You see them on every corner. The competition is fierce. So how does a hair salon go from an unknown local business to a 30-year success story and one of AJC’s “Best Places to Work?”
On this week’s CEO Exclusive, we discover the secret to Atlanta-based Joseph and Friends Salon & Spa’s success. Sitting down to discuss their business model and corporate philosophy are owner and industry fixture Joseph Golshani, along with his General Manager Elana Madrid. From training to community outreach, creating “lifers” in both customers and staff, Joseph and Friends has formed a corporate culture that sees them succeeding in a very crowded market.
One of the keys, according to Golshani, is something he calls “the three stages of life.” Along with establishing solid core values, building meaningful relationships with the community and with clients, and being a more interactive leader, these factors form a process that has allowed him to unlock his employees’ potential and achieve sustained growth.
Learn Your Craft Cold
At Joseph and Friends, service and satisfaction are job one. In order to stay ahead of the competition, they have to offer more than just a wash and a cut. For them, it’s about the salon experience, and that derives directly from the staff – a well-trained and dedicated staff.
This is where Golshani’s “3 stages of” come into play. He believes that an employee who knows their position, develops their skills, and passes on their knowledge to others, creates a climate where customers are comfortable, confident, and committed. More than 75% of the company’s clients are the result of repeat business, and that’s on top of the 400-plus new customers they greet each month.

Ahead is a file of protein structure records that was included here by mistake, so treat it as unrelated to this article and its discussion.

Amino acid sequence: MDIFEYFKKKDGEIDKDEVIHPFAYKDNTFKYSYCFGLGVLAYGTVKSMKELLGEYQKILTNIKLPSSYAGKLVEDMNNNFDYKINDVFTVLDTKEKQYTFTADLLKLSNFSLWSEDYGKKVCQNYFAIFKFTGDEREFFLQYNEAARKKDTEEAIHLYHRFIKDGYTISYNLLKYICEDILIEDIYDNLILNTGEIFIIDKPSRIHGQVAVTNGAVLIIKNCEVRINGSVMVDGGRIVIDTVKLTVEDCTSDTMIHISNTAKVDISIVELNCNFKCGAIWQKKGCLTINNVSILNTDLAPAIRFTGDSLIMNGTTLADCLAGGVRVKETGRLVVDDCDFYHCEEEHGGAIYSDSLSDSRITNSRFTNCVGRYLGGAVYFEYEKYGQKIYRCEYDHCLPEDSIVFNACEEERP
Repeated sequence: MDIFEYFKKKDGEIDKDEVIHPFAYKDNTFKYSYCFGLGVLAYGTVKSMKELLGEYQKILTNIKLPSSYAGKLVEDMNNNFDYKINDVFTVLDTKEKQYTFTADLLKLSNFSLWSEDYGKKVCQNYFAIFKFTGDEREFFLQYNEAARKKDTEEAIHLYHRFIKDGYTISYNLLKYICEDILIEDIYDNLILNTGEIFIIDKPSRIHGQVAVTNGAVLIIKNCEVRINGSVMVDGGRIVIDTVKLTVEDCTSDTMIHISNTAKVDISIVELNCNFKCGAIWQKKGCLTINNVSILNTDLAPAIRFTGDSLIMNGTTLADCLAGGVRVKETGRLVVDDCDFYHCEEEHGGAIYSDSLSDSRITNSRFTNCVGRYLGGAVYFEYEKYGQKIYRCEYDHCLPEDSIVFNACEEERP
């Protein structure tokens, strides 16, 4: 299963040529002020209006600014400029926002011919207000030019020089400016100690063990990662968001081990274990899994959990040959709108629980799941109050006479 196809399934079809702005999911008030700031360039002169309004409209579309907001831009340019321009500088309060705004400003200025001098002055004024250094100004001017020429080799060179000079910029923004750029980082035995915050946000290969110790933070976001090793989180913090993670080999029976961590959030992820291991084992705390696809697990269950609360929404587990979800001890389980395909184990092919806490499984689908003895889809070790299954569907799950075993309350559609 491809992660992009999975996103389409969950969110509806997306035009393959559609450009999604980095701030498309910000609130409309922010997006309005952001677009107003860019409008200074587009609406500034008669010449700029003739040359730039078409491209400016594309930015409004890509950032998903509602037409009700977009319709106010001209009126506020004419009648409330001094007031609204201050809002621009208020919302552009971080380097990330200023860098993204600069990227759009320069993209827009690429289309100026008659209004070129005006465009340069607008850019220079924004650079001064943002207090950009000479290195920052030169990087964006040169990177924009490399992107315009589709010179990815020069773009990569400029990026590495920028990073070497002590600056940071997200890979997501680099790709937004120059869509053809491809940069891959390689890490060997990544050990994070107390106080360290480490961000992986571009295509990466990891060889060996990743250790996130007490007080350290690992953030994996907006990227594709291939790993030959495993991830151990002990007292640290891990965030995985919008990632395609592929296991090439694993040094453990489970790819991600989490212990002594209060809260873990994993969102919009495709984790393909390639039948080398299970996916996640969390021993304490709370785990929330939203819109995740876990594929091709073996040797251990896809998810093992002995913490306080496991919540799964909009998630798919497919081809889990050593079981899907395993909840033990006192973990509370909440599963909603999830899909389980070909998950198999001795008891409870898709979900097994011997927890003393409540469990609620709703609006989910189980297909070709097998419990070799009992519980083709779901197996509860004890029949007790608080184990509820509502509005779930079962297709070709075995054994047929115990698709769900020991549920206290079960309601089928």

Joseph and Friends is clearly doing something right, and part of their strategy is a set of core values that concentrate, as Golshani puts it, on “education, growth, and relationships.” From a “strict educational platform” that involves intense training as part of a “boot camp,” to surveying beauty schools for the best candidates, the company strives to create lifelong connections that help grow all aspects of the business, from profits to the people.
Apply the 3 Stages of Life to Your Employees
Stage one is what Golshani calls “the learning curve.” As it applies to Joseph and Friends, he states that, “for someone to become a really good stylist, a good service provider, it takes three years.” During this time frame, he expects his employee to learn their craft and learn it well. In fact, he views this as one of his company’s primary duties. Golshani admits that some will get “stuck” on the curve, while others will go on to stage two – mastering.
“The mastering is another three years,” says the man whose name is on the marquee, “that means you’re going to do the best bob, the best layered haircut. You’re going to be the best that there is.” This is important for two reasons. First, it establishes a reputation for the business, and second, it creates an atmosphere of expertise which leads into the final stage – mentoring.
For Golshani, the question is “How am I going to give it back?” He wants his entire staff to be comfortable as mentors, to pass on their knowledge to others still struggling in stages one or two, and to understand that the quicker they get involved in such a practice, the more they will get in return.
Change With the Changing Times